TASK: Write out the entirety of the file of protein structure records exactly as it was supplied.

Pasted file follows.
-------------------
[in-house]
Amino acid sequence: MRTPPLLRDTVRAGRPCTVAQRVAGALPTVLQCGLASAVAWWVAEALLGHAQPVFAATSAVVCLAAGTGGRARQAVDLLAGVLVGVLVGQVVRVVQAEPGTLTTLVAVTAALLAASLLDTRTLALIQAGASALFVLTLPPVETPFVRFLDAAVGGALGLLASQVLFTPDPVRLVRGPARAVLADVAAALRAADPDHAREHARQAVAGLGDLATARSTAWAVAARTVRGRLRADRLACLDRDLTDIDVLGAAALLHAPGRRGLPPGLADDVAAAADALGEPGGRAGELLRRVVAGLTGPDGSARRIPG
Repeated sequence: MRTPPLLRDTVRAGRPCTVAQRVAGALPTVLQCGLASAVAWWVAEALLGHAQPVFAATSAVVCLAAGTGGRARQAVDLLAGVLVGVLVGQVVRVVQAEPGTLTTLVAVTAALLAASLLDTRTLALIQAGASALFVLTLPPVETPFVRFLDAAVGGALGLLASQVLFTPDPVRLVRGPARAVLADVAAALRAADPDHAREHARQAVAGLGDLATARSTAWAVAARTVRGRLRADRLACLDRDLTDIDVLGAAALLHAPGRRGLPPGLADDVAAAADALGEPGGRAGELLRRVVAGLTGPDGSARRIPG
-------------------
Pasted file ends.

[in-house]
Amino acid sequence: MRTPPLLRDTVRAGRPCTVAQRVAGALPTVLQCGLASAVAWWVAEALLGHAQPVFAATSAVVCLAAGTGGRARQAVDLLAGVLVGVLVGQVVRVVQAEPGTLTTLVAVTAALLAASLLDTRTLALIQAGASALFVLTLPPVETPFVRFLDAAVGGALGLLASQVLFTPDPVRLVRGPARAVLADVAAALRAADPDHAREHARQAVAGLGDLATARSTAWAVAARTVRGRLRADRLACLDRDLTDIDVLGAAALLHAPGRRGLPPGLADDVAAAADALGEPGGRAGELLRRVVAGLTGPDGSARRIPG
Repeated sequence: MRTPPLLRDTVRAGRPCTVAQRVAGALPTVLQCGLASAVAWWVAEALLGHAQPVFAATSAVVCLAAGTGGRARQAVDLLAGVLVGVLVGQVVRVVQAEPGTLTTLVAVTAALLAASLLDTRTLALIQAGASALFVLTLPPVETPFVRFLDAAVGGALGLLASQVLFTPDPVRLVRGPARAVLADVAAALRAADPDHAREHARQAVAGLGDLATARSTAWAVAARTVRGRLRADRLACLDRDLTDIDVLGAAALLHAPGRRGLPPGLADDVAAAADALGEPGGRAGELLRRVVAGLTGPDGSARRIPG